Saturday, January 27, 2018

Message to the GOP: Right-to-Carry Laws Lead to More Violent Crime

SB 372 Place of religious worship; carrying dangerous weapon.

log in | tally sheet 
floor: 01/23/18  Senate: Read third time and passed Senate (21-Y 18-N)

YEAS--Black, Carrico, Chafin, Chase, Cosgrove, DeSteph, Dunnavant, Hanger, McDougle, Newman, Norment, Obenshain, Peake, Reeves, Ruff, Stanley, Stuart, Sturtevant, Suetterlein, Vogel, Wagner--21.
NAYS--Barker, Dance, Deeds, Ebbin, Favola, Howell, Lewis, Locke, Lucas, Marsden, Mason, McClellan, McPike, Petersen, Saslaw, Spruill, Surovell, Wexton--18.

Recently Republican political whores of the NRA passed a bill in the Virginia Senate committee which would allow guns to be carried by worshippers into churches.  As WTKR reports, the senators voted 21-18 in favor of SB 372, sponsored by Republican Sen. Ben Chafin of Russell County.  Thankfully, Governor Northam - who has said that as a doctor he understands the damage gus cause to the human body - has vowed to veto the measure which is little more than yet another NRA effort to increase gun sales that will benefit its masters, the gun manufacturers.  The ridiculous Republican argument that more guns make society safer fly directly in the face of modern analysis which finds that more guns lead to more violent crime, not to mention many more guns in the hands of criminals as the number of stolen guns continues to soar.  A piece in Salon looks at the real truth which is lost on Republicans who are akin to pigs gorging themselves at the trough of NRA money.  Here are highlights:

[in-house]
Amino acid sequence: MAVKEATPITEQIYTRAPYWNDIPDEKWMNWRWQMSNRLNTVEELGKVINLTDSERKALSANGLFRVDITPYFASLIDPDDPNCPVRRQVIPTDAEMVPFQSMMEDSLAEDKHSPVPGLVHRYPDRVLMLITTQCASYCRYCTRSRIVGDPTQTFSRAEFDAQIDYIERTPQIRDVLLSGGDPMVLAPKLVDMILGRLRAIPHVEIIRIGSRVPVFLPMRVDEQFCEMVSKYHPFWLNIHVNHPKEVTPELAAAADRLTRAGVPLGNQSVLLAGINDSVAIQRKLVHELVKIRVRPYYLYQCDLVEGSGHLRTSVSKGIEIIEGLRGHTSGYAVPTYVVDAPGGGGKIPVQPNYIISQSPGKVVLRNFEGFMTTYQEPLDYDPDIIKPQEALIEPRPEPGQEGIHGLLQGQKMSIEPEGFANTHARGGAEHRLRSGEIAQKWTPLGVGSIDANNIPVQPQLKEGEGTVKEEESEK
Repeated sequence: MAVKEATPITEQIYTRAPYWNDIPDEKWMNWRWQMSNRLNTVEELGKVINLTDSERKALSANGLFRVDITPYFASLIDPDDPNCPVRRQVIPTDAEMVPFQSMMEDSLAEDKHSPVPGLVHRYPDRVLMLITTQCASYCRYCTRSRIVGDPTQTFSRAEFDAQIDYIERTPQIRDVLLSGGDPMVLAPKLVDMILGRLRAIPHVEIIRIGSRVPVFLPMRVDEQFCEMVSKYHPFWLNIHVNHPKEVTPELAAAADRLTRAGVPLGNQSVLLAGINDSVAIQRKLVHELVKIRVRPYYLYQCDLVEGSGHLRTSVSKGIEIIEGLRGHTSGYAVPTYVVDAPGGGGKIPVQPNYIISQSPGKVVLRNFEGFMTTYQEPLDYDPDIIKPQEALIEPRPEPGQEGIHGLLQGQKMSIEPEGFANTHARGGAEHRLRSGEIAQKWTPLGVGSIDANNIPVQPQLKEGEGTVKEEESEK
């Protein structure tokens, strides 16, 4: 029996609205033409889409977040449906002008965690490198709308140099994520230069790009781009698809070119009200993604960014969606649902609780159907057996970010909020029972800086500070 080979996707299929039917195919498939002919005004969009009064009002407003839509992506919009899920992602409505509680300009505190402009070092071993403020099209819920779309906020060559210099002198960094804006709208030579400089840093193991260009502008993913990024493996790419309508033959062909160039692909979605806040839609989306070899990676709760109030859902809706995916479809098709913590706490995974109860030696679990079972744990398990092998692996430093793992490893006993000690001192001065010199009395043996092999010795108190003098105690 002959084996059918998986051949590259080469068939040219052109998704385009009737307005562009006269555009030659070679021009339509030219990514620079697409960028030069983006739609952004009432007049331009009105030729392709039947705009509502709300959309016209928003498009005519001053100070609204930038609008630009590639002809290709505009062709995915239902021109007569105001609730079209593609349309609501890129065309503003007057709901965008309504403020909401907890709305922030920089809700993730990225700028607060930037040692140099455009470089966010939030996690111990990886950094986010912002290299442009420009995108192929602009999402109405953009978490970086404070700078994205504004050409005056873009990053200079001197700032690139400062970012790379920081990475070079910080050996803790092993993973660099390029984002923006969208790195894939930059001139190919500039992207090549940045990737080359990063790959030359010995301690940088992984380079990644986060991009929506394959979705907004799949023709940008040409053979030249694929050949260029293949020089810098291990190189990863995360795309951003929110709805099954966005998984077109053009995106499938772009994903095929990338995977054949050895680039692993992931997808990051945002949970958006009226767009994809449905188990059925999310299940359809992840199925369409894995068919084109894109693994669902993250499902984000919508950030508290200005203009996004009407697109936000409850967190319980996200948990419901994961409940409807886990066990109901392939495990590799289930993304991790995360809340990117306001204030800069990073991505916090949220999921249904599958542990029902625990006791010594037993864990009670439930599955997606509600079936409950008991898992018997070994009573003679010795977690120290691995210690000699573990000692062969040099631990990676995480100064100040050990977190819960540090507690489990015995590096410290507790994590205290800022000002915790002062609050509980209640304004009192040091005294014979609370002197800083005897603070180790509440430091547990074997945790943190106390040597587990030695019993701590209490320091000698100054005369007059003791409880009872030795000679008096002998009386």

One of the most contentious arguments within the larger gun control debate is over whether right-to-carry laws that make it legal for gun owners to carry loaded weapons in public, usually concealed on their person, make people safer. Gun rights advocates argue that packing heat is a prevention against crime and violence, invoking slogans like, "An armed society is a polite society." Gun control proponents, however, argue that a proliferation of loaded weapons is bound to lead to more violence, if only because people have easier access to the means to harm others.
John Donohue, a legal researcher who works for Stanford Law School, has been working on this question for the better part of two decades.  . . . But now "this data [has] become complete enough, and some of the new statistical techniques have been implemented," he continued.
The correlation between the passage of right-to-carry or RTC laws and violent crime has long been documented, Donohue explained, but as anyone with even the most basic knowledge of statistics understands, correlation is not causation. Now, with a combination of sophisticated statistical analysis techniques, Donohue and his team believe they have been able to document a causal relationship.
"Ten years after the adoption of RTC laws, violent crime is estimated to be 13-15 percent higher than it would have been without the RTC law," explains the paper, published at the National Bureau of Economic Research.
“The most obvious problem is people get into disputes that, without guns, would at the most lead to a bloody nose," Donohue explained. If one or both parties are carrying guns, such conflicts "can now lead to death."